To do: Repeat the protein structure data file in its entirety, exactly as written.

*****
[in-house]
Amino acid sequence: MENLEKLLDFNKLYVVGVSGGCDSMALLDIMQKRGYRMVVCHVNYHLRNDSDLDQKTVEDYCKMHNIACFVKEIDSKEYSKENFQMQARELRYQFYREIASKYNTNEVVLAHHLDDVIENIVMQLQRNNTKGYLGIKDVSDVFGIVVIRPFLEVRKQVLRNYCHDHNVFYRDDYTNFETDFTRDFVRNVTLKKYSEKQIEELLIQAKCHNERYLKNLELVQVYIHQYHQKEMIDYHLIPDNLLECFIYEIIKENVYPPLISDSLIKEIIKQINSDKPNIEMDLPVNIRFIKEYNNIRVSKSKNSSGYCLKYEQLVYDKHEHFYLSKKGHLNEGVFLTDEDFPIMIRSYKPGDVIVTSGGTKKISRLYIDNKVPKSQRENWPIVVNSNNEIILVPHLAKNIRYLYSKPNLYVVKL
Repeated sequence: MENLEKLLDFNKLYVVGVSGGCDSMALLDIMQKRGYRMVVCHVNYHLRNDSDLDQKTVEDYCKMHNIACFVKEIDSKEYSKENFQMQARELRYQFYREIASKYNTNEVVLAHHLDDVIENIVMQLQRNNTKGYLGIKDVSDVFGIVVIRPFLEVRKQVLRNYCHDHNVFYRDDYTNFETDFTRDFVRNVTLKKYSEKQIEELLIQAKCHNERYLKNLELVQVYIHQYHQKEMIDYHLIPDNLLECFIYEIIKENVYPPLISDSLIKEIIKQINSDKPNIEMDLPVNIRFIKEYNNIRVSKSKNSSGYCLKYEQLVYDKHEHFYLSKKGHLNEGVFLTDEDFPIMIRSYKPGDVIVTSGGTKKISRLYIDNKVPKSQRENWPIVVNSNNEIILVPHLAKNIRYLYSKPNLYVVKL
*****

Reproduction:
[in-house]
Amino acid sequence: MENLEKLLDFNKLYVVGVSGGCDSMALLDIMQKRGYRMVVCHVNYHLRNDSDLDQKTVEDYCKMHNIACFVKEIDSKEYSKENFQMQARELRYQFYREIASKYNTNEVVLAHHLDDVIENIVMQLQRNNTKGYLGIKDVSDVFGIVVIRPFLEVRKQVLRNYCHDHNVFYRDDYTNFETDFTRDFVRNVTLKKYSEKQIEELLIQAKCHNERYLKNLELVQVYIHQYHQKEMIDYHLIPDNLLECFIYEIIKENVYPPLISDSLIKEIIKQINSDKPNIEMDLPVNIRFIKEYNNIRVSKSKNSSGYCLKYEQLVYDKHEHFYLSKKGHLNEGVFLTDEDFPIMIRSYKPGDVIVTSGGTKKISRLYIDNKVPKSQRENWPIVVNSNNEIILVPHLAKNIRYLYSKPNLYVVKL
Repeated sequence: MENLEKLLDFNKLYVVGVSGGCDSMALLDIMQKRGYRMVVCHVNYHLRNDSDLDQKTVEDYCKMHNIACFVKEIDSKEYSKENFQMQARELRYQFYREIASKYNTNEVVLAHHLDDVIENIVMQLQRNNTKGYLGIKDVSDVFGIVVIRPFLEVRKQVLRNYCHDHNVFYRDDYTNFETDFTRDFVRNVTLKKYSEKQIEELLIQAKCHNERYLKNLELVQVYIHQYHQKEMIDYHLIPDNLLECFIYEIIKENVYPPLISDSLIKEIIKQINSDKPNIEMDLPVNIRFIKEYNNIRVSKSKNSSGYCLKYEQLVYDKHEHFYLSKKGHLNEGVFLTDEDFPIMIRSYKPGDVIVTSGGTKKISRLYIDNKVPKSQRENWPIVVNSNNEIILVPHLAKNIRYLYSKPNLYVVKL